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Archive for July, 2009

A Diamond in the Rough; Celebrating 75 Years

July 28th, 2009

This week, I’m in Nebraska, honoring the 75th anniversary of our district office in Omaha. That’s pretty remarkable – 75 years. That’s the traditional “diamond” anniversary.

Next week, I’ll mark 36 years with my bride, and I sure hope we make it to 75! I remember my 50th birthday, we were getting ready to go out.  I looked in the mirror and  pulled a “Fonzi” (from the Happy Days TV show) – took out my comb and put it away without using it- like my hair looked perfect already.  I turned to her and said, “I just turned 50, do I look it?”

She said, “You used to.” That still cracks me up.

So this anniversary has me thinking about how much things change through the years. The Omaha District was originally established in 1934 as part of what was then known as “Missouri River Division” with a straightforward mission of navigation on the main stem of the Missouri, and nothing else. 

My, have times changed!  Now they do a little bit of everything… dams, levees, flood-fighting, military construction, environmental clean-up… and the list goes on.

Here’s a link to a story about some of the really neat things the Omaha District has done through the years – check it out.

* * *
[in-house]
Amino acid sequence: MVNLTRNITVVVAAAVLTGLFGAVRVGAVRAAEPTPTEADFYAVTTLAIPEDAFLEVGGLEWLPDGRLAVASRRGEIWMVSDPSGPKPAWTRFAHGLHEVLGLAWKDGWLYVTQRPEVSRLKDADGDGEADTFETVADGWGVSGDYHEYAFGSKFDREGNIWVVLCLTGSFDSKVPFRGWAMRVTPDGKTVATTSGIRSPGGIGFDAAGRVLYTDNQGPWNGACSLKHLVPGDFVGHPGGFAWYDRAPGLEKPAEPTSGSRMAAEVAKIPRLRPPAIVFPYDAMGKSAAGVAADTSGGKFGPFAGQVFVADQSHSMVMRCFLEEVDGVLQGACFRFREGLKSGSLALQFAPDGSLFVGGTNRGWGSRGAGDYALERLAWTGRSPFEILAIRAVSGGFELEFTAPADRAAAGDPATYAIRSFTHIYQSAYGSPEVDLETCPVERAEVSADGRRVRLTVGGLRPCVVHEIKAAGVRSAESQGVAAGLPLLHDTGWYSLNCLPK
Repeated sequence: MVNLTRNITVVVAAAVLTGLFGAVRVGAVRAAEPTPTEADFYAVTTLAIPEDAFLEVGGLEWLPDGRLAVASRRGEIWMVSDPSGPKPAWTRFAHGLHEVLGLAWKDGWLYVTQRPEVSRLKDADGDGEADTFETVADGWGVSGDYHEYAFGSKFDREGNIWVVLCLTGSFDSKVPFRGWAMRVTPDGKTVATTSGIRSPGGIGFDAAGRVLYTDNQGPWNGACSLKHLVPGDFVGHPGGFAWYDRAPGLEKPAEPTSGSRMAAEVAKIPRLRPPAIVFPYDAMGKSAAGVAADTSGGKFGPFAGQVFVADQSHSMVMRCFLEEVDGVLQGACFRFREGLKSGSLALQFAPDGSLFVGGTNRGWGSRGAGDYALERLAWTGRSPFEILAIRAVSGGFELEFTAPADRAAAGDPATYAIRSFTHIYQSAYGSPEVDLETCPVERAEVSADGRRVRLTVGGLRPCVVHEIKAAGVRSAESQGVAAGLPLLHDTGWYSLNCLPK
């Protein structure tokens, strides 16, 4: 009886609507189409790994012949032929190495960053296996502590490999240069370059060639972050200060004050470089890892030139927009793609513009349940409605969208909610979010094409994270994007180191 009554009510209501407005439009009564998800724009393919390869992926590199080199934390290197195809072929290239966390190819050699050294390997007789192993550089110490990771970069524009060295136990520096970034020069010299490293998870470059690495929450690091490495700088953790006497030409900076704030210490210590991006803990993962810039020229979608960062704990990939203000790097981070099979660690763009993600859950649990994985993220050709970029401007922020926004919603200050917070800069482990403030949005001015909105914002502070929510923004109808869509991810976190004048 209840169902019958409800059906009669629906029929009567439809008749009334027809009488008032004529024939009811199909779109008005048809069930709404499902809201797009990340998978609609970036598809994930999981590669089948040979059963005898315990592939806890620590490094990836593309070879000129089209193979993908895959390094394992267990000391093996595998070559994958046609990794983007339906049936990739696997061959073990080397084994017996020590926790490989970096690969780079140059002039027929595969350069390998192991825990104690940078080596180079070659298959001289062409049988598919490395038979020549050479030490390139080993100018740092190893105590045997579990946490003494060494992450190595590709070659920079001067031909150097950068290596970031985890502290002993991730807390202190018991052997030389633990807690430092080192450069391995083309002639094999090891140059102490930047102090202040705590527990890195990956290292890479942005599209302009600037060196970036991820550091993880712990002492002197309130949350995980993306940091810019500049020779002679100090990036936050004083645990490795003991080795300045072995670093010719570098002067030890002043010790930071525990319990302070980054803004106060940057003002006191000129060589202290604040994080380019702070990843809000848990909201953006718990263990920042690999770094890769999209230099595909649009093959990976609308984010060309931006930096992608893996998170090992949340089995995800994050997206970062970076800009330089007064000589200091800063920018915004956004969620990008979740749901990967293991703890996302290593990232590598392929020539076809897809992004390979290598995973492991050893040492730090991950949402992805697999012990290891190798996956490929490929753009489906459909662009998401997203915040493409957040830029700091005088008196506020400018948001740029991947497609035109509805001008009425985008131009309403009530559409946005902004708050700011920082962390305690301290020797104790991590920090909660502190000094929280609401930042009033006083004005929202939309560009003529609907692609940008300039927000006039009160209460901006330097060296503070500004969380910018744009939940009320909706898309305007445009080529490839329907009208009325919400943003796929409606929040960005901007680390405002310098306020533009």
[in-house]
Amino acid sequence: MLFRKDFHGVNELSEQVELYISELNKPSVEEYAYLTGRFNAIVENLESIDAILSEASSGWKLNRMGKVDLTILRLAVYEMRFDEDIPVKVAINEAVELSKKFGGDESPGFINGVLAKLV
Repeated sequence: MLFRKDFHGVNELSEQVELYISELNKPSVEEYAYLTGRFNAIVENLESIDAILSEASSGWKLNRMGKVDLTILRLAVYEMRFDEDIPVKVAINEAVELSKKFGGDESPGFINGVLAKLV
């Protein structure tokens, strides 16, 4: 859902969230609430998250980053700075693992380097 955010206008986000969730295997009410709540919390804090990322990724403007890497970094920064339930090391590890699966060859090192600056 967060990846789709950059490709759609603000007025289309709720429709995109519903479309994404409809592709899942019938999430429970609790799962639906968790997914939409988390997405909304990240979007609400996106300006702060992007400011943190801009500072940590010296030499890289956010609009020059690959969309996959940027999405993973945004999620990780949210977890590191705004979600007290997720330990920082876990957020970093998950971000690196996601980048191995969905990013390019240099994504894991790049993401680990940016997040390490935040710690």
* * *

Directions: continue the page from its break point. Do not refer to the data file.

It all boils down to people, though – and Omaha has some GREAT people. Since 2001, more than 100 employees of that small district office have volunteered for service in Iraq, Afghanistan, Kuwait, and elsewhere. That’s America’s Heartland, right there.

People are like diamonds – you find out what they’re really made of when you put them under great pressure. The people who’ve made the Omaha District successful these past 75 years are diamonds in my book with all 4 C’s – my own 4 C’s: Character, commitment, Competency  and Chemistry!

Congrats, Omaha District!

Civil Works, Corps Projects, Locks and Dams, Navigation , , ,

Hold the Line! The Cavalry is Coming!

July 17th, 2009

I just got back from a great trip to Afghanistan, and I just wanted to share with you some of the amazing things we’re doing there, under some unbelievably challenging circumstances. 

This was a new facility we're building at Kandahar Air Field to in and out-process the onslaught of people expected in the Kandahar area as the Coalition mission in Afghanistan ramps up

This was a new facility we're building at Kandahar Air Field to in and out-process the onslaught of people expected in the Kandahar area as the Coalition mission in Afghanistan ramps up